My book club has dabbled its toes in some nonfiction lately, mostly with pleasant results. Bryan Sykes's The Seven Daughters of Eve: The Science That Reveals Our Genetic Ancestry is an account of the development of mitochondrial DNA analysis as a tool to trace the ancestral histories of humans. Since mitochondria DNA only passes along the maternal line, it is simpler to follow and less prone to transformation. Instead of an exponentially branching family tree, it traces a single line back from the many to the one.
Sykes shows how this gene helped determine relatives of the ice age man found frozen in Switzerland, the truth about claimants to the Russian throne, the path of Polynesians across the oceans (he was involved in many of these cases). He then looks farther back to prehistoric times, to the seven women almost all Europeans descend from, and imagines what their lives were like and who they were. His tone is conversational, even when explaining the science behind the gene, and he's just as interested in the politics behind labs scrambling for credit as he is in the experiments driving the discoveries. It was interesting to read about some of the protocols, especially regarding children, which just seemed so different from how I think science works in America (Sykes is English). Also, his glee in an invitation to a castle to sip wine with a lord checking on his connection to a cave man amused me.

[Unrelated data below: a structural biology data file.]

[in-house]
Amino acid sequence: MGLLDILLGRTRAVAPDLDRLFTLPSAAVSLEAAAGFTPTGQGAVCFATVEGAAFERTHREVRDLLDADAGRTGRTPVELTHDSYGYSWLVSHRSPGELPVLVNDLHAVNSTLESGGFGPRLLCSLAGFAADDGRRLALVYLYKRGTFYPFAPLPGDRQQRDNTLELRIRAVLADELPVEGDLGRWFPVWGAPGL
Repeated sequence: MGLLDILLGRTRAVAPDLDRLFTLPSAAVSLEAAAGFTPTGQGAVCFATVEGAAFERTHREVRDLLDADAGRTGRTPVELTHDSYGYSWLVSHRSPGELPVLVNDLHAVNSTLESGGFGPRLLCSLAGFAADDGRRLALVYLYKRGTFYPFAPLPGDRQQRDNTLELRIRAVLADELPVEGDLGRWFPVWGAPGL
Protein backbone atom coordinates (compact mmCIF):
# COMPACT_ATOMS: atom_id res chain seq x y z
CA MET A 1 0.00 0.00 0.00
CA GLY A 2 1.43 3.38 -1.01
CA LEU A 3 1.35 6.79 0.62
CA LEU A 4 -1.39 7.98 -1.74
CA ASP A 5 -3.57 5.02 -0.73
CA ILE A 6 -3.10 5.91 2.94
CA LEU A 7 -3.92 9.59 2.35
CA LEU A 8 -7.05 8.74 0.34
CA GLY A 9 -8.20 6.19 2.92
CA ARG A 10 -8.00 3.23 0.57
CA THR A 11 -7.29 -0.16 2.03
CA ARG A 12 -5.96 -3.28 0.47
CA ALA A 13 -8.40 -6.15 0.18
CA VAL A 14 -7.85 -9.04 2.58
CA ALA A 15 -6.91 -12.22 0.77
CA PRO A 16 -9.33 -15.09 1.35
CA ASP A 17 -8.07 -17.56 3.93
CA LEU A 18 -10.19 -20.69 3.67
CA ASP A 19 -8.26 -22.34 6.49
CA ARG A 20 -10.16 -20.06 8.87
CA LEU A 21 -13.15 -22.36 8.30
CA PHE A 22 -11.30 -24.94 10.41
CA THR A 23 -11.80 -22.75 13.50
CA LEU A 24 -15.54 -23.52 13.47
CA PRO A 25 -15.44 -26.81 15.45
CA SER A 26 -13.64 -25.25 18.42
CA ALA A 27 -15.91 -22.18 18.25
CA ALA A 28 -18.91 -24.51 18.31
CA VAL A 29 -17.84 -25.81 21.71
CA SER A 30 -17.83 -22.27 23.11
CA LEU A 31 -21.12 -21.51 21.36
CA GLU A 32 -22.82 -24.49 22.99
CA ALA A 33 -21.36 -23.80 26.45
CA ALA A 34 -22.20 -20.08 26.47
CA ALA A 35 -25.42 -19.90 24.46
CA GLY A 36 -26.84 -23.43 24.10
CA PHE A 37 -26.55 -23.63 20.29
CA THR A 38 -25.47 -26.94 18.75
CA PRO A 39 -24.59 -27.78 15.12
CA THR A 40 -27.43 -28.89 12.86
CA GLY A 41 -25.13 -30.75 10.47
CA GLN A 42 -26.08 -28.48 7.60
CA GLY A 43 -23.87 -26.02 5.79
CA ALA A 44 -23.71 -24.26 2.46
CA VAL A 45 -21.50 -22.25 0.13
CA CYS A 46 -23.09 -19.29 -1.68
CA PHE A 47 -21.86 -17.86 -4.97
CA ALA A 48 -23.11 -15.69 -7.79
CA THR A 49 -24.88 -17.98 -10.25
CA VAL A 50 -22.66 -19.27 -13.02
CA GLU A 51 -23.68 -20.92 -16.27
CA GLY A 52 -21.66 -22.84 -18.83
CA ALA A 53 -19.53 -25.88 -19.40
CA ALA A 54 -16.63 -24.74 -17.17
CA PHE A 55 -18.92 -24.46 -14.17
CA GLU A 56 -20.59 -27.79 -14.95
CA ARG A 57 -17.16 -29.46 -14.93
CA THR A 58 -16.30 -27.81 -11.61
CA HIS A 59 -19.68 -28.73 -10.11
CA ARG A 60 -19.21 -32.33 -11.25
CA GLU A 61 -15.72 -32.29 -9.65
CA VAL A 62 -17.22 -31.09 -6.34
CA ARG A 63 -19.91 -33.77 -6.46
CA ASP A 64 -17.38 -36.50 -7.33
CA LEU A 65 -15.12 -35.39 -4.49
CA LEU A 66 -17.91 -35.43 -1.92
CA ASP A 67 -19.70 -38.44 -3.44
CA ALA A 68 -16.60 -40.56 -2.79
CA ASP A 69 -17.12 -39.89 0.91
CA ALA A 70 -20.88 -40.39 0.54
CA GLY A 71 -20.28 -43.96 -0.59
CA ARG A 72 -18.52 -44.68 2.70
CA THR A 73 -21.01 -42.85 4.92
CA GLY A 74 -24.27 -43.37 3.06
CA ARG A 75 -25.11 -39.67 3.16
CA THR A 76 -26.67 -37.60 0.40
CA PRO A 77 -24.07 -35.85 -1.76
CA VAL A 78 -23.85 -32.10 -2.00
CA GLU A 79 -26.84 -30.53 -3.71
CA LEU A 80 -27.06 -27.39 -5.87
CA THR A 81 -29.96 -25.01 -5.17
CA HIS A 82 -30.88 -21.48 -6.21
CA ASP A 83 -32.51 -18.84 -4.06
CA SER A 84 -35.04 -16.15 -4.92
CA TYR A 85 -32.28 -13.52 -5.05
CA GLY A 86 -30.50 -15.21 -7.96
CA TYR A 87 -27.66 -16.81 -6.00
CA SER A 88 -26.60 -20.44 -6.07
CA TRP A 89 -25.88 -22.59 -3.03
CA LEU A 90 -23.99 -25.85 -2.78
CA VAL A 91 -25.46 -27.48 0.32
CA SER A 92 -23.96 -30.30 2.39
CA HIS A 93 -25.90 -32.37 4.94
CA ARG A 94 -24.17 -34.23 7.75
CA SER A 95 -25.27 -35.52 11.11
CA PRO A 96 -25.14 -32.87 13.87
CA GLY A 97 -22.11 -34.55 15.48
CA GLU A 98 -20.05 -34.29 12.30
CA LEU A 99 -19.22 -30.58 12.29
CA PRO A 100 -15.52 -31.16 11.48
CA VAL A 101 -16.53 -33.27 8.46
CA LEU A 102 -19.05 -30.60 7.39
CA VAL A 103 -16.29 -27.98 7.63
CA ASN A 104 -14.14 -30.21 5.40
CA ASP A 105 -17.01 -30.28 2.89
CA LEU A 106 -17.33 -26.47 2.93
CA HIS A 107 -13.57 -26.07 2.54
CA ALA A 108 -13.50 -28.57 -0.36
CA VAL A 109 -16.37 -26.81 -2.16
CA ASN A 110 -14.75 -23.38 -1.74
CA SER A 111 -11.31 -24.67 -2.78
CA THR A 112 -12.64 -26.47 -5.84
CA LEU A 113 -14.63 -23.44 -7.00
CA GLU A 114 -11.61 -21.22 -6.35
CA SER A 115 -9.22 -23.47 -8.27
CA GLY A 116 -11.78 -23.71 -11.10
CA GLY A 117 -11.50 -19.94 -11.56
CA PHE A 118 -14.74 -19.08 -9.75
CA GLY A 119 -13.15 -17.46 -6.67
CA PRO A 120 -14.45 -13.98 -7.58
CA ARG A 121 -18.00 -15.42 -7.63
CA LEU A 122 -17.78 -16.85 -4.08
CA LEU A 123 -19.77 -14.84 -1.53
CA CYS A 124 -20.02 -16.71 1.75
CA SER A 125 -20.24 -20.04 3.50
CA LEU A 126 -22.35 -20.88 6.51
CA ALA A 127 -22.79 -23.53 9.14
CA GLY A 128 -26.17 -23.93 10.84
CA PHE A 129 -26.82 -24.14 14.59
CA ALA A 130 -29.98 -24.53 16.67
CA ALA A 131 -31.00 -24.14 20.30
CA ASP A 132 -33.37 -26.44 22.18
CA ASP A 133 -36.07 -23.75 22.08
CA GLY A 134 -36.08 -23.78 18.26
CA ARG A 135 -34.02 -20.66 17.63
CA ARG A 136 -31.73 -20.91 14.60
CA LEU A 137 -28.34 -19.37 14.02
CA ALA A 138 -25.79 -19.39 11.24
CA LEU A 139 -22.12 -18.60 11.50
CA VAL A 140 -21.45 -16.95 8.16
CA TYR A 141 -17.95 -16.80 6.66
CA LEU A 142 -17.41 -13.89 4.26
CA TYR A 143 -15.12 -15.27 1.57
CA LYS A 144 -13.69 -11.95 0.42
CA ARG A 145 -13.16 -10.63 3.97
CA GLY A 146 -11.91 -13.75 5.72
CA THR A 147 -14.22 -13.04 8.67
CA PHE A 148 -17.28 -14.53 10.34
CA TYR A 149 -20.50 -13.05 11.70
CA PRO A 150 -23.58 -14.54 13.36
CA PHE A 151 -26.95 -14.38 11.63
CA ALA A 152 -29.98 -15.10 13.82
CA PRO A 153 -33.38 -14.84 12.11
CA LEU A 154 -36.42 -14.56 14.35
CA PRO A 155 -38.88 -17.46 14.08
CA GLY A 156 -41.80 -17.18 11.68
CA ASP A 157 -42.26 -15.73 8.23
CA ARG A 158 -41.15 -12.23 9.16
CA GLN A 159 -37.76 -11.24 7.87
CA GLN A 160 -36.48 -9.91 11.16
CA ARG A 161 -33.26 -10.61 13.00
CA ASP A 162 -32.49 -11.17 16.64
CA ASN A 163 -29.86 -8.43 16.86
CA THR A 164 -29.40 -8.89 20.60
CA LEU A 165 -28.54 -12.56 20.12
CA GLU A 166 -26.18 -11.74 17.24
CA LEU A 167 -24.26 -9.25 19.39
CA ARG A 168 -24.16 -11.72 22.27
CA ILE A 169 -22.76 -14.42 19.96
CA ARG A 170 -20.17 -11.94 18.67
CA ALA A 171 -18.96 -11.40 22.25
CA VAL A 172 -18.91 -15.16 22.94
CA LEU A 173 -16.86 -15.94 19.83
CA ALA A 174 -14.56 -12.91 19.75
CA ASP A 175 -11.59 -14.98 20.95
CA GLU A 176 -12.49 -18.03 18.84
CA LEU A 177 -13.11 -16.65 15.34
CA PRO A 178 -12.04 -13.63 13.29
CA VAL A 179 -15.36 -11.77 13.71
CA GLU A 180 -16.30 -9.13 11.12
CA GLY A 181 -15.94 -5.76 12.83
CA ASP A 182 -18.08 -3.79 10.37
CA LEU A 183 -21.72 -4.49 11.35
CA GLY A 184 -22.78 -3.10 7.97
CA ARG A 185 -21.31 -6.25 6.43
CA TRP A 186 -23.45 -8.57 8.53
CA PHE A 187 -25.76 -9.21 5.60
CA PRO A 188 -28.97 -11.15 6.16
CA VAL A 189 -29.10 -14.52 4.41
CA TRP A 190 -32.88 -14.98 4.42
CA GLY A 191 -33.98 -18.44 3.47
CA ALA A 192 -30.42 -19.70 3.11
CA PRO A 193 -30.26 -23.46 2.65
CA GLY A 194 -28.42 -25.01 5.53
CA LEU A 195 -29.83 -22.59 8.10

The women in the club mostly enjoyed the book, and we talked about how Sykes approached the material and presented it to the public; we pushed at some of the hints he dropped and then jokingly compared some of the more whimsical "biographies" of the prehistoric women to the last Clan of the Cave Bear book that recently came out. It was a fun evening.